Monday, May 19, 2008

Ulu Pandan Heritage Trail (8) – The bridge that I ‘blew up’ twice (by Lam Chun See)

If you were to travel along Clementi Road in the direction of Bukit Timah, you will cross the Sungei Ulu Pandan near the junction with Ulu Pandan Road. If you looked to the left, towards Clementi Avenue 6, you will see a pedestrian bridge with white canopy. And if you were observant enough, you will notice another bridge a hundred metres or so behind it. This is a black colour iron rail bridge. Have you ever wondered why they built such a strange bridge there? Do you know the history behind this bridge?

Ulu Pandan Railway Bridge - May2008 (22)

Picture 1 - Sungei Ulu Pandan viewed from Clementi Road (in direction of Clementi Ave 6)

Well, I too do not know the history of this bridge. So I will have to leave it to Peter to tell you more about it in the next article. All I know is that a railway track runs across this bridge. (I use the present tense because the railway track is still there as you can see from the photos below) This railway starts at the KTM (Malayan Railway) track somewhere between Holland Road and Bukit Timah Road. After it crosses this railway bridge, it swings to the right running parallel to Sungei Ulu Pandan towards Jurong East direction and ends at a few points in the western end of Singapore; the furthest being at Shipyard Road, near Pulau Sumulun.

Ulu Pandan Railway Bridge - May2008 (15)

Picture No. 2 – View of the railway track crossing Railway Bridge from Clementi Block 305

Ulu Pandan Railway Bridge - 1993 map

Picture No. 3 – Map of the Ulu Pandan Railway Bridge and vicinity from a 1993 street directory


But I do have some close and personal knowledge of this railway bridge because during my active NS days, I took part in 2 exercises to demolish this bridge. The first was when I was attending the Junior Officers Engineers Course at Gillman Camp. The second was when I was a platoon commander in Mandai Camp. I have blogged about the second exercise before, and so today, I will just talk about that first encounter with this bridge.


During my JOE course, the very first exercise; if my memory serves me, was a demolition raid called Exercise Musang (or Mongoose, I am not too sure). As trainees, we hated this type of exercise for two reasons. (1) Such demolition raids were always conducted in the dead of the night, which meant that by the time we returned to camp and cleared the stores and so on, we won’t have many hours left to sleep. (2) Such raids typically ended with a fire fight which meant that there will be casualties to evacuate during the withdrawal phase.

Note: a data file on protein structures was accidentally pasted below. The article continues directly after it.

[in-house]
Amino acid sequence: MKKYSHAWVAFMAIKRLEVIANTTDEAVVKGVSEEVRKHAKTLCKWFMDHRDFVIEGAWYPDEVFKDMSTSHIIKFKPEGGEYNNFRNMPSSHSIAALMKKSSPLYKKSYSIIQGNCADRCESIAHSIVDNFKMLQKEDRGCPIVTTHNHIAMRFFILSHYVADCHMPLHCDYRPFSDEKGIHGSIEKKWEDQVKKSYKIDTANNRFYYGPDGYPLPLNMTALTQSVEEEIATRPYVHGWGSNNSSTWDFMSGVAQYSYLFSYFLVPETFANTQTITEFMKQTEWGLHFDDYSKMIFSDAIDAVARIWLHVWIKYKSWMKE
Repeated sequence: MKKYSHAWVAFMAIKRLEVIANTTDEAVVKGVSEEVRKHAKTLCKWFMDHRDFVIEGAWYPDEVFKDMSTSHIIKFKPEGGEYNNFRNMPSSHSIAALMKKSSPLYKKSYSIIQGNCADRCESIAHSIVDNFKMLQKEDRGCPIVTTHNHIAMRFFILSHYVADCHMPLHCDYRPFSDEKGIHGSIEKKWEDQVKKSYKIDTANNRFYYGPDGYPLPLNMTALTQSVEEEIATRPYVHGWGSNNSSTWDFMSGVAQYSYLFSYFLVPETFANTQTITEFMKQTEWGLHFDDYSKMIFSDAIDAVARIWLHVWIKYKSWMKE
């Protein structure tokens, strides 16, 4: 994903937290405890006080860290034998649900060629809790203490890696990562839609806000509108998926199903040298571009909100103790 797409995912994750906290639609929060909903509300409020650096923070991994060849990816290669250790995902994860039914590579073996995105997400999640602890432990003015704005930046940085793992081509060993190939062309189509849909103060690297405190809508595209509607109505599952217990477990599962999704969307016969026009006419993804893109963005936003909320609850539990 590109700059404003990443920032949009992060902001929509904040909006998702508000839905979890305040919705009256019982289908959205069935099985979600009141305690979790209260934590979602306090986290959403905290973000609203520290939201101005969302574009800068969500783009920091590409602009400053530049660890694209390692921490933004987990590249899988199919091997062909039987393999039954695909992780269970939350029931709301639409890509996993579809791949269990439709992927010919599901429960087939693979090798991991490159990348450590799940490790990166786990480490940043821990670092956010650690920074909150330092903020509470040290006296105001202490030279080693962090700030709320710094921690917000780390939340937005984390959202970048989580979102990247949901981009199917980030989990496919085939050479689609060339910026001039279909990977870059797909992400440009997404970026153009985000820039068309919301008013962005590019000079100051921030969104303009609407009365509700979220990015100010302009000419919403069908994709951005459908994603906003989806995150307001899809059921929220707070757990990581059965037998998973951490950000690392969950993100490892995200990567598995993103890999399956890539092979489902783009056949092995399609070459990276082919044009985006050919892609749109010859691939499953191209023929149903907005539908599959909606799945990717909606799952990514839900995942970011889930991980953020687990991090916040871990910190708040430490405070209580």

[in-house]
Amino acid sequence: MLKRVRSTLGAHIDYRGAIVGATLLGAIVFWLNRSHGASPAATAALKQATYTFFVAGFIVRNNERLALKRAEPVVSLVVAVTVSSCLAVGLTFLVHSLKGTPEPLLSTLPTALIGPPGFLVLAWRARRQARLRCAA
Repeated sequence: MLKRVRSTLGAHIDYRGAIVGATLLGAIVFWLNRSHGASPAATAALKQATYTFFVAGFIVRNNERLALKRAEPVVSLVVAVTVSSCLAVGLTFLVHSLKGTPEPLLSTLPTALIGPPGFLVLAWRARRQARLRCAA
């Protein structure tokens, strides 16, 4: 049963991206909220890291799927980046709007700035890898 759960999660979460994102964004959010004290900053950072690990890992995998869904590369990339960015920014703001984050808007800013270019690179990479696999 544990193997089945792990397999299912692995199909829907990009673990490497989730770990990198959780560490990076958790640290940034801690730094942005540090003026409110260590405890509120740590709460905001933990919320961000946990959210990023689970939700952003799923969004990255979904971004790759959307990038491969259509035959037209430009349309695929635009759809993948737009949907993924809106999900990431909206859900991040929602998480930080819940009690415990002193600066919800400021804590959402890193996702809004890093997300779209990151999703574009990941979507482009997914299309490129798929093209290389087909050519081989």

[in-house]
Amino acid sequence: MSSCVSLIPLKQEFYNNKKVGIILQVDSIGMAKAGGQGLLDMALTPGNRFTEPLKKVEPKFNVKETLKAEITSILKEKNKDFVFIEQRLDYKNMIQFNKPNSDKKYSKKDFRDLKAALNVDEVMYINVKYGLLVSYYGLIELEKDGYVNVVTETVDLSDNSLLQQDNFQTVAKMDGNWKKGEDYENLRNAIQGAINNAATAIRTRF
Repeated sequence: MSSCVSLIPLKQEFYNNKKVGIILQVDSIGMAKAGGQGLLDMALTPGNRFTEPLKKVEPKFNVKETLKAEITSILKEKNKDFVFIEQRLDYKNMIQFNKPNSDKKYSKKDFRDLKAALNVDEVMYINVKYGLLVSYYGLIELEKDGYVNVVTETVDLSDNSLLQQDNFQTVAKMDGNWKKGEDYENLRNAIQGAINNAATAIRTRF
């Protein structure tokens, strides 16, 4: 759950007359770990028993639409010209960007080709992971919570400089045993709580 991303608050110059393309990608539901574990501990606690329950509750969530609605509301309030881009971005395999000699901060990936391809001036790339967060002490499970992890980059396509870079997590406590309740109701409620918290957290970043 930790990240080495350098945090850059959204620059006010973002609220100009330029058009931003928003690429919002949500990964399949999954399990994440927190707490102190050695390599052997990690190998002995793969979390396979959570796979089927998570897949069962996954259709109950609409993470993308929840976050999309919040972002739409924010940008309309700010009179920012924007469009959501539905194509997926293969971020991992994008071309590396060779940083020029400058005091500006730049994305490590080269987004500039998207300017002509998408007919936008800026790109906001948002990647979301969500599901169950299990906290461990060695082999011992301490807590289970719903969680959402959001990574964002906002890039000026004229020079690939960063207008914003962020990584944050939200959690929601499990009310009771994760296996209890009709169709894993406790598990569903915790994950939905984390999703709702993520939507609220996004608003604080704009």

For this particular exercise, our RV (rendezvous) point was at Dover Road. From there we moved on foot to the car park at Sunset Avenue (now occupied by a small shopping mall called Sunset Arcade), formed up and proceeded to set up the charges according to plan. After the bridge and surrounding tracks were successfully demolished, and the enemies killed in the ensuing firefight; the controller called for a halt. This was so that we could dismantle all the dummy charges and detonating cords etc. and pack them onto the 3-tonner. After that the exercise resumed and we had to withdraw with our casualties back to the RV at Dover Road. We took turns to carry the casualties using the fireman lift method. In those days (1977), traffic along Clementi Road was very light after midnight and so we did not cause any traffic jam.


Ulu Pandan Railway Bridge - from Picas 1991 (1)

Picture No. 4 – A 1991 photo of the Ulu Pandan Railway Bridge from the National Archives Collection

Ulu Pandan Railway Bridge - May2008 (12)

Picture No. 5 – A May 2008 photo of the Ulu Pandan Railway Bridge taken from a similar angle

Ulu Pandan Railway Bridge - May2008 (7)

Picture No. 6 – This recent photo shows remnants of the railway track that runs over the now disused bridge.

Besides this exercise we had 2 other demolition raids in our JOE course. One was to blow up the bridge joining Shipyard Road to Pulau Sumulun. This one was quite tricky because we had to lower the men by toggle rope to attach the ‘explosives’ to the pillars.


The third exercise was in Sungei Gedong area. A funny thing happened during the withdrawal stage. A very friendly stray dog ran along with us all the way to the RV point. When we finally departed by 3-tonner, the poor dog was unable to follow us and he looked so sad.

Today I often travel along Clementi Road. Each time I pass Sungei Ulu Pandan and see the bridge in the distance, my mind goes back to that night 31 years ago. When I see the busy traffic along this stretch of Clementi Road, I just cannot picture myself and my buddies evacuating casualties along it.

My …….. how much Singapore has changed in one generation.


P.S. - To get a clearer view of the pictures, just click on it to go to my Flickr account.

21 comments:

oceanskies79 said...

Thanks for this post. I didn't lknow that there's such a history behind the bridge.

Anonymous said...

My favourite place to hang out whenever Im home! I either walk or jog around that area, it almost seems like Im not in Singapore, with all the greenery and kampung-like atmosphere. Thanks for writing about this post.

Lam Chun See said...

You are right about the kampong atmosphere. Some of the residents have planted vegetables and fruit trees near the railway track.

Zen said...